Barbara Kean's self respect & moral strength
Salvatore Maroni's positive intro
Too many hints of Batman
Corruption, corruption, corruption..
Good intentions with drop dead results.
Gotham’s third episode “The Balloonman” did not exactly continue the shows development with the same momentum as “Selina Kyle” from last week. This week we get to see the work of the Balloonman’s first hand and his reasons for doing so, though they aren’t exactly what the fans expected. We also see Bruce continuing his attempts to master all the pain that he can, this time rather than holding his hand over a candle, he’s been starving himself. David Mazouz continues to portray young Bruce Wayne exceptionally, showing us the true grief and darkness surrounding him. One thing that really stood out in this episode is that the writers are trying to tailor this show to the expectations of fans. We’re well aware Bruce becomes Batman, but isn’t it a bit too early to show us too many signs that he’s leading towards that path? He’s not even a teenager yet! It is highly unnecessary to keep hinting towards who he’ll become. This is definitely the weakest episode of the season so far, but there’s still good content fans can take out of it moving forward.
Having power doesn’t always mean you’re safe.
This week’s main plot featured the Balloonman who really took things into his own hands, as he stole four big weather balloons, worth about one thousand dollars each I might add, to prey on his to-be victims. His chosen targets were corrupt public figures that he killed by tying them to weather balloons which would eventually pop, sending his victims to a crushing end. I’m not sure how no one, at all, could spot him when he tied up his first victim in broad daylight. I understand Gotham is a corrupt city but come on, there’s no way that every citizen would feel the need to stay away and not report this out of fear. Eventually Gordon and Bullock tracked him down and arrested him after an awkward confrontation in which Bullock ironically ties the Balloonman to his own balloon, only to be brought down by Gordon. After taking a step forward last week, I think Ben McKenzie kept Gordon at a standstill. Of course he stands for what’s right, but at some point he needs to take more initiative rather than argue with Bullock about corruption that ultimately exists throughout the entire GCPD.
There truly is no place like home.
Oswald “Penguin” Cobblepot (Robin Lord Taylor) made his return to Gotham, and looked oh so comfortable to be home after getting off the bus and seeing petty crimes taking place left, right and center. Can this many crimes really happen in such quick succession during the middle of the day, without anything being done about it? Apparently in Gotham it can. Cobblepot wasted no time in committing another murder as one of his old associates spotted him, planning on taking him back to Fish for a payment. In turn, he lands a job in a professional kitchen with janitorial duties. Here he meets Salvatore Maroni, the mafia don of a family that rivals Falcone’s in Gotham’s constant power struggle over crime, who explains to Cobblepot that even he started from the bottom with nothing but rose up through dedication and hard work.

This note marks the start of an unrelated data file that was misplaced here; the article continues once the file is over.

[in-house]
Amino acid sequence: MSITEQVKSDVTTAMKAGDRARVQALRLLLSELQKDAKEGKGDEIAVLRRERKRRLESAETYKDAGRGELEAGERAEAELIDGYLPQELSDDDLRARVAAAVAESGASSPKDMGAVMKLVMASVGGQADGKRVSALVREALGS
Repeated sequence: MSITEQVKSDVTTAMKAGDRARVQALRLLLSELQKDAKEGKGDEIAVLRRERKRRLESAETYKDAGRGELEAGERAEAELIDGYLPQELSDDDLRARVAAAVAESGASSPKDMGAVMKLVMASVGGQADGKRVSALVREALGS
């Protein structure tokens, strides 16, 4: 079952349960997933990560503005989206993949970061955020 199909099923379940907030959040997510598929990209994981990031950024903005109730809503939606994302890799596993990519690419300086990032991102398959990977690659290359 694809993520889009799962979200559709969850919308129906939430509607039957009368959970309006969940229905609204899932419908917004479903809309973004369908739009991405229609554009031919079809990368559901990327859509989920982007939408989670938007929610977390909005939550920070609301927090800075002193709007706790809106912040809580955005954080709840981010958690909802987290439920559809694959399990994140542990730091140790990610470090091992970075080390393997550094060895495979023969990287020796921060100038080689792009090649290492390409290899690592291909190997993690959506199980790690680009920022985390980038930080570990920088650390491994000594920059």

Maroni: “I was a lot like you. Started from nothing, but I kept my head down, I worked hard, now look at me. Gotham is the city of opportunity.”
Cobblepot: “Yes, sir, I believe that too.”
Before this conversation begins Maroni seems to immediately like Cobblepots demeanor and gives him a hefty tip, something that may very well lead him to truly choosing a side. Robin Lord Taylor has once again put on a great performance, giving fans a greater glimpse into his awkward and funny personality, as well as his extremely cold heart.
The field of secrets is always treacherous.
Barbara Kean (Erin Richards) and Renee Montoya had another interaction in the rooftop suite, where they had another conversation in which Renee insists Gordon is just as corrupt as the rest of the GCPD. Barbara is stronger than some may think and she’s consistently stood her ground, defending her fiancée whenever someone attempts to dismantle his career and image. Clearly, Barbara and Renee had a relationship in the past, which could very well be another factor as to why she’s been on Gordon’s case so much. The Gotham writers have done a good job with this specific relationship, not revealing too much but just enough to continuously peak our interest. Erin Richards has shown us some of the real stress that can come with being engaged or married to a cop. Through the first three episode I’ve wanted to learn a little more about Barbara and her past, and I wouldn’t be surprised if there was an episode created around her back story… Fingers crossed!
FINAL VERDICT: What does the city of Gotham truly represent?
I think most of us can agree Gotham’s third episode wasn’t a high point in the series so far. We got to observe lots of the usual corrupt acts of public officials that Gotham is so famous for, but it had me asking myself this question: What does the city of Gotham truly represent? Corruption is probably overused to describe the city at this point, but through three episodes that’s what we’ve mostly been given. We’ve seen some relationships develop, and been teased when it comes to back story’s like Barbaras. What I want to see moving forward is more initiative from Jim Gordon. He’s had faith in the city but has come to realize just how “sick” it actually is. This week we saw someone with good intentions take the law into their own hands, though the plan wasn’t the greatest; In fact, if we want to see more of the good in Gotham, Gordon may have to walk well outside of his moral barriers and move beyond the grim attitude to make a real difference in a city so vastly corrupt, those who are good and live with faith have more to be paranoid of than the bad.
TV Review: Gotham 1×03 “The Balloonman”